OL Reign concludes in their statement that “these actions are not meant to diminish the pain or trauma players have endured throughout the process but reflects a collective pledge to build systems and an environment in which player safety is paramount to the long-term success of the club.”
In her Athletic interview, Sauvage also shared gratitude for “the players who were able to speak publicly, we owe them a lot. It’s brave to do that. When you speak, you don’t do that for yourself, you do that for everyone else.”
Sauvage concludes with a vision for what it means to be an organization that leads. “We need to be a role model organization because that’s what everyone deserves. You cannot just say we want to be a role model organization, you need to face the truth, take corrective actions and work on systemic reform.”
Joint Investigative Team Recommendations
OL Reign and Benstiti are just a small part of an extremely detailed, 125-page report from the Joint Investigative Team, which also notes acts of racism and further inappropriate comments made by club staff and coaches that created toxic environments for players. This joint report goes beyond the coaches Sally Yates focused on in her U.S. Soccer report (Rory Dames, Paul Riley, and Christy Holly), although those three and their clubs receive plenty of attention as well.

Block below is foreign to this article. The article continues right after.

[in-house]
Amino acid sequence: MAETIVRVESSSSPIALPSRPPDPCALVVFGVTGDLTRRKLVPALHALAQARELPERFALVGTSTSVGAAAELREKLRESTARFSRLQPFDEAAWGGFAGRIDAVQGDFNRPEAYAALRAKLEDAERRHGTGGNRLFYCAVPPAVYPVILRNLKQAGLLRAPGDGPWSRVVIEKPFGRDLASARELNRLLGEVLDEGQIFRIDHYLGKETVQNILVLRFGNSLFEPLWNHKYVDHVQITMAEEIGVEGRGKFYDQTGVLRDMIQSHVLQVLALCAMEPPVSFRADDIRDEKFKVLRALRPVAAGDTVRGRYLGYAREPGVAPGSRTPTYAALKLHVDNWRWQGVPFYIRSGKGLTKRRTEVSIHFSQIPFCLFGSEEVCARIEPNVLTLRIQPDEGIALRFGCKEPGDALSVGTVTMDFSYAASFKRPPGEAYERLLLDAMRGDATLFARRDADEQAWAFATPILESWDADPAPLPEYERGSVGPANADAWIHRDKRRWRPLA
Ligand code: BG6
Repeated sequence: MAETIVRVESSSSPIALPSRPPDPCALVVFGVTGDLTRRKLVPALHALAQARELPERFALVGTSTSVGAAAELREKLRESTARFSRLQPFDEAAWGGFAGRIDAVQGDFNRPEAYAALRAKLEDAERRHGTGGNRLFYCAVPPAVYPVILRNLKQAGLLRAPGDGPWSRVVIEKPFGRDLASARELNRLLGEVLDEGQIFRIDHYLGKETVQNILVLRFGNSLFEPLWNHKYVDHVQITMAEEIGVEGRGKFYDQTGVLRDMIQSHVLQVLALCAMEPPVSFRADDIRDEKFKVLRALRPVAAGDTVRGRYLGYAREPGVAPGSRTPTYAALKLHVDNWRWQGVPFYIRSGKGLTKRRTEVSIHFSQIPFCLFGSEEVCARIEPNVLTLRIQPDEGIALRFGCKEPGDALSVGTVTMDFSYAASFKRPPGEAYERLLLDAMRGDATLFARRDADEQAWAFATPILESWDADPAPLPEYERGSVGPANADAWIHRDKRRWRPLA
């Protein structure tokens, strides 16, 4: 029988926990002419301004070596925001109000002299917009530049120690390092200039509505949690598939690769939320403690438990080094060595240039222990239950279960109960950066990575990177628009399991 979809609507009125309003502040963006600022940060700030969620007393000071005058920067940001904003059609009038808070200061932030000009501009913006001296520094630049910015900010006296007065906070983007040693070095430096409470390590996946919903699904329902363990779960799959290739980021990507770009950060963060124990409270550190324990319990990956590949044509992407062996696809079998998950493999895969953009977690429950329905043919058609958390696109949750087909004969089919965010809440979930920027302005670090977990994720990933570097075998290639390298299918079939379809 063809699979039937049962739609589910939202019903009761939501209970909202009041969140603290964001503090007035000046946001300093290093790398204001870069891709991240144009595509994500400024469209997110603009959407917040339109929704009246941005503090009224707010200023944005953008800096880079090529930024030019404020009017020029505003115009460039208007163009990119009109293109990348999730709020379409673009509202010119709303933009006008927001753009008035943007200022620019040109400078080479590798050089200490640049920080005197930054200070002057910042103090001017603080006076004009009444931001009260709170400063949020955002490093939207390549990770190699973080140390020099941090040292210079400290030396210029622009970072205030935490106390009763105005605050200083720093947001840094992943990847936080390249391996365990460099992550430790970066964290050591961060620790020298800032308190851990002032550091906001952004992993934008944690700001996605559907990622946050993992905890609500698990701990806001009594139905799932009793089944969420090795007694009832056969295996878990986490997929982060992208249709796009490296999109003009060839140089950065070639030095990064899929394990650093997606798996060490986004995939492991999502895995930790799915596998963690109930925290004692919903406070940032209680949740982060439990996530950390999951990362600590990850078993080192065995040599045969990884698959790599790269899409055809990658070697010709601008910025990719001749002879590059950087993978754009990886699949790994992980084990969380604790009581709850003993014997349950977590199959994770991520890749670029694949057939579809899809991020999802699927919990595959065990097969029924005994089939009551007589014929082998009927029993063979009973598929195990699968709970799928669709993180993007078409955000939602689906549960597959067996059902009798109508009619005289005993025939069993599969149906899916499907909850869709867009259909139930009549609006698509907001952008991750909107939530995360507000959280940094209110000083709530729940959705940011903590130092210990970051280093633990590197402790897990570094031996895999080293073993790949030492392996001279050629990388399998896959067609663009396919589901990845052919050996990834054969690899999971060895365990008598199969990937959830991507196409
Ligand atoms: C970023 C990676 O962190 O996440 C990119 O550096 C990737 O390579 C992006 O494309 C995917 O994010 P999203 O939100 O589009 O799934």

The report makes 39 systemic recommendations to the league, grouped into six different themes. Some of the recommendations include conducting more thorough vetting processes of coaches, sharing findings of misconduct among teams, and discouraging the use of nondisclosure agreements to prevent coaches who were fired or asked to resign from getting hired by another team. Other recommendations go even further — like widening the league’s anti-harassment policy to address microaggressions and derogatory language. The report also recommends creating guidelines on appropriate interactions between team staff and players, including responsible drinking at team events and appropriate locations for one-on-one meetings.
As Meg Linehan states in The Athletic, it is still up to the league to adopt these recommendations and turn them into new policies and guidelines. “Those will ultimately be up to NWSL commissioner Jessica Berman and the NWSL board of governors, though some decisions have already been made for them, with Portland Thorns FC owner Merritt Paulson and Chicago Red Stars owner Arnim Whisler both publicly announcing their intent to sell their respective clubs.”
If adopted, Rachel Bachman in The Wall Street Journal notes that “the rules and guidelines could be among the most far-reaching in professional sports.”